Why Is It So Hard to Receive?
Getting to the bottom of why it's difficult to accept caring and kindness.
Posted January 25, 2020 | Reviewed by Kaja Perina
The art of receiving is a theme that I often write about. As a psychotherapist, I often notice how hard it is for people to receive. You might think I’d be proficient at it by now since I often write about it. When I had a recent opportunity to practice it, I was reminded that receiving isn't so easy for me.
While walking one day, my hat blew off in a gust of wind. A kind man picked it up and graciously handed it to me. Caught off guard, I felt a curious mix of uncomfortable feelings.
I suddenly found myself in a situation where a person was offering something to me — not just my hat, but also kindness. My immediate impulse was to quickly stoop down to pick up my hat before he did, conveying the message that I can take care of myself and don't need anyone’s help! When he beat me to it, I noticed an awkward, squirmy feeling inside my body.
Instead of completing my movement toward the hat, I decided in a split second of mindfulness to observe what was happening inside me. I was able to notice my discomfort and be curious about it. The mix of feelings and thoughts coursing through me were something like:
- I don’t want to bother anyone.
- I don’t want anyone to go out of their way to take care of me.
- I don’t want to be seen as a needy person who doesn’t know how to take care of himself.
It’s a little embarrassing to recognize that I was being the typical Western male trained to be independent—projecting an image of being “strong” and not pathetically dependent. Or perhaps it's just part of the human condition to not allow ourselves to be a little vulnerable and let in kindness from others.
But then something shifted inside me as I gained some distance from the situation. I noticed a sense of amusement that here I am as a therapist who writes about receiving, yet where the rubber meets the road, I’m not particularly better at it than anyone else. Then I wondered, as I often do, why is it so darn hard for me (and others) to receive?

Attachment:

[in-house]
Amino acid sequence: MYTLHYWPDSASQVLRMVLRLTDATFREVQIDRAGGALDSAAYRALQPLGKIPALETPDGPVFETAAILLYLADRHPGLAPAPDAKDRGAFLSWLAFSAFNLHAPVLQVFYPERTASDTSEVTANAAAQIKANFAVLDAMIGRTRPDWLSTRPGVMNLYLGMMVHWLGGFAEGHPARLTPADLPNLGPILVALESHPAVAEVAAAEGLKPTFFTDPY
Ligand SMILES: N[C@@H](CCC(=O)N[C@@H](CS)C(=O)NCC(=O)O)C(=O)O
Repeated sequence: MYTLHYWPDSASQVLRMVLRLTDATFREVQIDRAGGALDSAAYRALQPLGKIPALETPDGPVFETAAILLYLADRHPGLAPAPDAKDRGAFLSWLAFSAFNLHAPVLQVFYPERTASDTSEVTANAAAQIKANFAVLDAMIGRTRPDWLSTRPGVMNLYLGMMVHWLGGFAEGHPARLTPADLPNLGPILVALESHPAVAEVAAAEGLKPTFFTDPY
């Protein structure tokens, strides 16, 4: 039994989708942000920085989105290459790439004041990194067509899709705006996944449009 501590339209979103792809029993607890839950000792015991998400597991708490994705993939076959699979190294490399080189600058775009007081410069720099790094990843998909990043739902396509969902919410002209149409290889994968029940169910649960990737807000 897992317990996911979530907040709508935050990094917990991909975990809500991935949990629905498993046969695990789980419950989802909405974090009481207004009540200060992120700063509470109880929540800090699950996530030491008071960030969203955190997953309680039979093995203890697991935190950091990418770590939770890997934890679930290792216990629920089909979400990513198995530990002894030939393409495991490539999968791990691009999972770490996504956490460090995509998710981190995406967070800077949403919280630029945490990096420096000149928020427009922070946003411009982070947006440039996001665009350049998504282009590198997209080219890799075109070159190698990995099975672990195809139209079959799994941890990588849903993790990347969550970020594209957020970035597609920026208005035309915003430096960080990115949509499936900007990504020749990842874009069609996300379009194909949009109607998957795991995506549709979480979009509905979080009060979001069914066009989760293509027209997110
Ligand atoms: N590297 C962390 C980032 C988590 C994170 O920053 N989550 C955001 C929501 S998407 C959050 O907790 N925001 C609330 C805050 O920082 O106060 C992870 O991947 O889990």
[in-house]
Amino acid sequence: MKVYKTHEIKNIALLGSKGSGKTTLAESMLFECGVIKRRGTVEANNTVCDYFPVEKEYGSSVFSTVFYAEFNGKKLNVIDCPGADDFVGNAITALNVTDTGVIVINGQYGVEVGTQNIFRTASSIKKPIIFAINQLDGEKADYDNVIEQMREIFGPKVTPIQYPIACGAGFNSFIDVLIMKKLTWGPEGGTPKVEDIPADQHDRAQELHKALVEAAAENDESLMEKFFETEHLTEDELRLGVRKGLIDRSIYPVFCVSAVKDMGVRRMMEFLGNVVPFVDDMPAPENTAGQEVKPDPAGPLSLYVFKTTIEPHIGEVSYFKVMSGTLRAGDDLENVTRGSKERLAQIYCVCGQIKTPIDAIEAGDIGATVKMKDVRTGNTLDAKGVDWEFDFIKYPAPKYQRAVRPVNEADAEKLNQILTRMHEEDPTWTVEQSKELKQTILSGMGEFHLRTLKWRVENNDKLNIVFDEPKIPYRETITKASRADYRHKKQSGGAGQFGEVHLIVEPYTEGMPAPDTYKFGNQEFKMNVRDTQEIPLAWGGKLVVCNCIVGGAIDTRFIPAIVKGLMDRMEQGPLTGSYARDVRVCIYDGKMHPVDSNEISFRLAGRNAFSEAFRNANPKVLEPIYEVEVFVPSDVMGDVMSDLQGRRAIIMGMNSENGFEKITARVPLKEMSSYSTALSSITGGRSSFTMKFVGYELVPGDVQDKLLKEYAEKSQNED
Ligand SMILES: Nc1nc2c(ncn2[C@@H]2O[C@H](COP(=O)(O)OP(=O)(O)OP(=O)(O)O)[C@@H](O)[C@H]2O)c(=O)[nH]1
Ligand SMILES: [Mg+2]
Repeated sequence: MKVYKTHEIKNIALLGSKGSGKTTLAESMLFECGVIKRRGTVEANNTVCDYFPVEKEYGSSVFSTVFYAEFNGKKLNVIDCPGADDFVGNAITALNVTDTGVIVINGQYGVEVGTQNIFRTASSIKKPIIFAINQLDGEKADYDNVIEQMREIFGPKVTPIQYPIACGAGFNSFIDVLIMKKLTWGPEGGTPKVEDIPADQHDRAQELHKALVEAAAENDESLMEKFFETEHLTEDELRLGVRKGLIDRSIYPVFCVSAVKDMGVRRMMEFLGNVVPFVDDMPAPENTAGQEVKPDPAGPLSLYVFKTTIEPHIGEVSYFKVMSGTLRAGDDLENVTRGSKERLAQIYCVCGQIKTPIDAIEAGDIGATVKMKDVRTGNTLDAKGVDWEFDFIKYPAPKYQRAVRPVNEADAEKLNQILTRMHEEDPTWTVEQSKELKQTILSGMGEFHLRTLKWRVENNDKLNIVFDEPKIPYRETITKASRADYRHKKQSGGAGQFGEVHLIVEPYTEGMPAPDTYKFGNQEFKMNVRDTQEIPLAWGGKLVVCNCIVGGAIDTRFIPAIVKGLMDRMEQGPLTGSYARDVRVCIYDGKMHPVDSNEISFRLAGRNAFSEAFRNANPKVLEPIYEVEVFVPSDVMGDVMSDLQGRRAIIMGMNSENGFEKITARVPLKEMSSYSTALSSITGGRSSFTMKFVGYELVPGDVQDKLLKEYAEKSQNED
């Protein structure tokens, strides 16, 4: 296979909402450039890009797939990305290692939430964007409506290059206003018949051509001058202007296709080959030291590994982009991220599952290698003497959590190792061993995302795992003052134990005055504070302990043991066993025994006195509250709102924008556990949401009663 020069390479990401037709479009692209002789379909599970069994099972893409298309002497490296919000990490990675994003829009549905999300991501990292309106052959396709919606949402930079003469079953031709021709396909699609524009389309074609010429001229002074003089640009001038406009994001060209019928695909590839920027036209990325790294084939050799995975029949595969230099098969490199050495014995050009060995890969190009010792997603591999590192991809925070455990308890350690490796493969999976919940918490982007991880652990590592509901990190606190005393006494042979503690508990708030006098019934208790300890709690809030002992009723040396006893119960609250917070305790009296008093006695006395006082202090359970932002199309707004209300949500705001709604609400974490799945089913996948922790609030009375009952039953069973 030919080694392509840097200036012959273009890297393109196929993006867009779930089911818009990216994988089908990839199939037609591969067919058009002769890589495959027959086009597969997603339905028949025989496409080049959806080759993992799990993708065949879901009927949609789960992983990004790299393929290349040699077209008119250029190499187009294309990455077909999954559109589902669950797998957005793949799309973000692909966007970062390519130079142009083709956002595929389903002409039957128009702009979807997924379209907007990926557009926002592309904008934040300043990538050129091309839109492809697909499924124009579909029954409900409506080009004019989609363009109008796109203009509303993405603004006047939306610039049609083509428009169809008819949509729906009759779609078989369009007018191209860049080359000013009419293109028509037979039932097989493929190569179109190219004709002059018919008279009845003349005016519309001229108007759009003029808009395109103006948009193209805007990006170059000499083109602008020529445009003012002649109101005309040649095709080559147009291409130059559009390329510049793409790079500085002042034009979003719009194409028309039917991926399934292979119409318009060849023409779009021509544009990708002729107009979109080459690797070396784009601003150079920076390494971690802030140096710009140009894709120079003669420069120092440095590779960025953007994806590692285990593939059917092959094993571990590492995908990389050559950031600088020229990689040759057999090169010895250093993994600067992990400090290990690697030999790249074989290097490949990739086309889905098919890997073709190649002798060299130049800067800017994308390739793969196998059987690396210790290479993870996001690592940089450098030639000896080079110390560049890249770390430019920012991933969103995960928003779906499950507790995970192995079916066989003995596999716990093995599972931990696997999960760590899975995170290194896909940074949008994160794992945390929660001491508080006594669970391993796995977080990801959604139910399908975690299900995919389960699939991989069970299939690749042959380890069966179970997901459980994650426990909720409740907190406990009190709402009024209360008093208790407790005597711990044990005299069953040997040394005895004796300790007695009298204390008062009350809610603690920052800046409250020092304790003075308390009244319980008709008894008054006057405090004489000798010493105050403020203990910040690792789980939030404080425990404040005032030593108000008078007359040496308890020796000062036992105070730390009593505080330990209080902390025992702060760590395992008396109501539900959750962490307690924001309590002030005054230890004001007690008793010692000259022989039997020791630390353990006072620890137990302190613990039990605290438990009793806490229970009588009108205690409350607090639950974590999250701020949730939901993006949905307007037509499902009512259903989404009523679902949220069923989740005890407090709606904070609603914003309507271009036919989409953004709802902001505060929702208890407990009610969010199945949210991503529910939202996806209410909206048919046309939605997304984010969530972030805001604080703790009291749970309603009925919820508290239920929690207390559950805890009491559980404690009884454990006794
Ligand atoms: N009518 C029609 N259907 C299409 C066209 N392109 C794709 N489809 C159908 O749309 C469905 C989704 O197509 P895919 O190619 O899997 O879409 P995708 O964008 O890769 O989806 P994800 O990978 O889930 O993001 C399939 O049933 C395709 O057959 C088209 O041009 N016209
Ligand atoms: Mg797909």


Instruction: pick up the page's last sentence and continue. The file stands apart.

I noticed a sense of shame about receiving help. Shame is the felt sense of “what’s wrong with me?”— a painful sense of being flawed, defective, or pathetic. There’s a belief that if someone sees my real or imagined flaws, I’ll lose respect. I’ll be judged negatively. Scooping up my hat before he could was a way my shame was driving me—and a defensive reaction to it.
Then a kinder thought arose. These are just old feelings and beliefs that have been deeply ingrained. The actual reality is very different from how I’m seeing it. I imagined how I might respond if the man who retrieved my hat had lost his hat.
No doubt, I’d react the way he did. I’d be happy to offer assistance not because I perceived him as helpless or weak, but because it feels good to be helpful, especially when it’s such an easy thing to do. During a moment of offering kindness, there’s a certain kind of connection that can happen, especially if the other person receives it graciously.
I also recognized, that just like myself, he probably felt good to be helpful. Pre-empting his action would be a kind of insult. It would be a denial and avoidance of human connection.
As I was able to pause and notice my initial reaction, followed by a more detached amusement, I took a deep breath and allowed myself to receive not only the hat, but also his good-hearted intention toward me. I smiled, thanked him, and moved on with a sense of humility about how hard it is to receive.
I walked away with a renewed intention to notice opportunities to receive, even if it feels a little awkward or uncomfortable at first—and to enjoy the human contact that flows from giving and receiving.
Perhaps we’d all feel more connected and less lonely if we suspended the isolating belief that we should be independent and not need anyone. We could add spiritual richness and joy to our lives by embracing our interdependence, relishing opportunities to lower our guard, and receiving others’ kindness with grace and humility.
© John Amodeo
Flickr image by Lulu_Sunset
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